This rapid, all-pervasive loss of biodiversity is driven by human-induced factors such as climate change and introduction of invasive species

The rapidly snowballing loss in diversity is largely triggered and fuelled by new age emergencies and interventions, like climate change, change in atmospheric composition and spread of invasive alien species. In 21 countries with detailed records, the numbers of invasive alien species have risen by an average of 70 per cent since 1970. This combination of declining endemic species and the spread of already widespread species (humans purposefully or unwittingly transport species around the world) drives “biotic homogenisation” — a convergence of biological communities across regions that blurs the patterns on life’s rich tapestry. According to the Convention on Biological Diversity: “Invasive alien species are species whose introduction and/or spread outside their natural past or present distribution threaten biological diversity.” These species are found in, or known to, impact animals, plants, fungi and microorganisms, and can affect all types of ecosystems.

The old story of invasive alien species wreaking havoc on local biodiversity has a new villain and geography: the marine invasive alien species and the islands in the Asia-Pacific. What scares global conservationists and biodiversity experts is that the world does not know enough about these destructive marine invasive alien species to prepare a strategy for their elimination.

Invasive alien species have spread across and populated faster. They have been regarded as the most serious drivers of biodiversity loss across the Asia-Pacific region. While agriculture-intensive areas and urban clusters are the usual victims, such attacks mostly happen on islands and around coastlines. For the Asia-Pacific region, this poses a serious threat to local livelihoods. The freshwater ecosystems in the region support close to 28 per cent of aquatic and semi-aquatic species. Around 37 per cent of these species are threatened by overfishing, pollution, infrastructure development and invasive alien species.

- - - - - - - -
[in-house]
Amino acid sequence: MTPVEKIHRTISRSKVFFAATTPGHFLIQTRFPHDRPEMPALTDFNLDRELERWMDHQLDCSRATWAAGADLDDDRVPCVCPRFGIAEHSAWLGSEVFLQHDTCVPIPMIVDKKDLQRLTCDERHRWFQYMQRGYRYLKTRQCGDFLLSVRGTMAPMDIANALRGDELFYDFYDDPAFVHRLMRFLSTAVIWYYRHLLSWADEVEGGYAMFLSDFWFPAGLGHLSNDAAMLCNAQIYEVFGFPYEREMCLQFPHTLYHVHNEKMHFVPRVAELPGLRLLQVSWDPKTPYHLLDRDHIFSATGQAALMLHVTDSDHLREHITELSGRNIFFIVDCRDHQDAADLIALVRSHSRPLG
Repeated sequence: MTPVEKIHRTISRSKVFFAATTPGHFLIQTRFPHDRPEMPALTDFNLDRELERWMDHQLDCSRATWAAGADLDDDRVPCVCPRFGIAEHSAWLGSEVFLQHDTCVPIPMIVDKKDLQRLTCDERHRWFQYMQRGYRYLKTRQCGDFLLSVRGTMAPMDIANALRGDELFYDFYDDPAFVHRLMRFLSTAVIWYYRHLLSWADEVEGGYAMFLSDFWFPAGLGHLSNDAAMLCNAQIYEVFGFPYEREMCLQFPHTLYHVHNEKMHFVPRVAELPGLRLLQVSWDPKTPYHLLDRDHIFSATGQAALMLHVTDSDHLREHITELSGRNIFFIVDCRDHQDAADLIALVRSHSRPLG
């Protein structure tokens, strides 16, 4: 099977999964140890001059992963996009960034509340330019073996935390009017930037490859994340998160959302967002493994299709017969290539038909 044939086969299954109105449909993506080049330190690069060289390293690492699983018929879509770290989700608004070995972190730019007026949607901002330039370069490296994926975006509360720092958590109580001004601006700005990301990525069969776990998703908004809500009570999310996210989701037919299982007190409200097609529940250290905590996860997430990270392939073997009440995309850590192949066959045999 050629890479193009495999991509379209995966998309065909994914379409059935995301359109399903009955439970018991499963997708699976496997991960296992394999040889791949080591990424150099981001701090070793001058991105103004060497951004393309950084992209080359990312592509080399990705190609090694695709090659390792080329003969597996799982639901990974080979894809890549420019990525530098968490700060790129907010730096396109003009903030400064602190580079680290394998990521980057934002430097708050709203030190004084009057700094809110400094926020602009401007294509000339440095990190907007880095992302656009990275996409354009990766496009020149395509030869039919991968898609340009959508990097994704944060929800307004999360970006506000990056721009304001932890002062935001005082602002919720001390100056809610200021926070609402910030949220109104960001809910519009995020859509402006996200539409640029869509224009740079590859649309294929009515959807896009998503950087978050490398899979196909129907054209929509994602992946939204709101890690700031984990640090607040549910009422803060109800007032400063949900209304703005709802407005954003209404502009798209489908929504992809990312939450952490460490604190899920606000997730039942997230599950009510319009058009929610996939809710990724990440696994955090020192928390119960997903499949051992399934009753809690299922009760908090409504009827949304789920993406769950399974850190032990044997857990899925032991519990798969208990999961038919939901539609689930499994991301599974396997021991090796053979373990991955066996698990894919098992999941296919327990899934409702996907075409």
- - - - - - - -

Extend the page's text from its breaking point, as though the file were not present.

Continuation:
The IPBES 2019 assessment highlights the spread of marine invasive alien species that are yet to be studied well. “There is also increasing evidence that marine invasive alien species constitute an extremely serious, but less well understood, threat to fisheries, coral reefs and the overall functioning of marine ecosystems and food webs in the Asia-Pacific region,” it reads. Recently, the journal New Scientist reported that waters around the Galapagos Islands “have been invaded by more alien species than previously thought”. There have been widespread reports of oceanic islands being invaded by invasive alien species.

In its latest report, “Climate Change 2022: Impacts, Adaptation and Vulnerability”, the Intergovernmental Panel on Climate Change (IPCC) has, for the first time, mentioned the extinctions taking place due to climate change. “In terrestrial ecosystems, 3 to 14% of species assessed will likely face very high risk of extinction at global warming levels of 1.5°C, increasing up to 3 to 18% at 2°C, 3 to 29% at 3°C, 3 to 39% at 4°C, and 3 to 48% at 5°C,” warns the IPCC, reflecting other similar forecast. Species have evolved while the Earth experienced extreme colder and warmer periods.

But the current period of human-induced warming is turning out to be a situation which organisms may find unadoptable. For nearly all the planet’s surface, the warmest period of the last 2,000 years was experienced in the late 20th century and in the first two decades of the 21st century. The current warming is 1.2°C above the pre-industrial levels. This means, from the evolutionary perspective, humans are already moving out of the Holocene environment that ensured the right temperature for us to evolve and take up farming. The IPCC report has reiterated that “in the coming 50 years, 1 to 3 billion people are projected to experience living conditions that are outside of the climate conditions that have served humanity well over the past 6000 years”. The IPCC report cites that half of all species are moving towards the poles or to a higher elevation to adapt to the new planetary climate. At the sea, due to the warming, species have travelled pole-ward at the rate of 59 km per decade on average.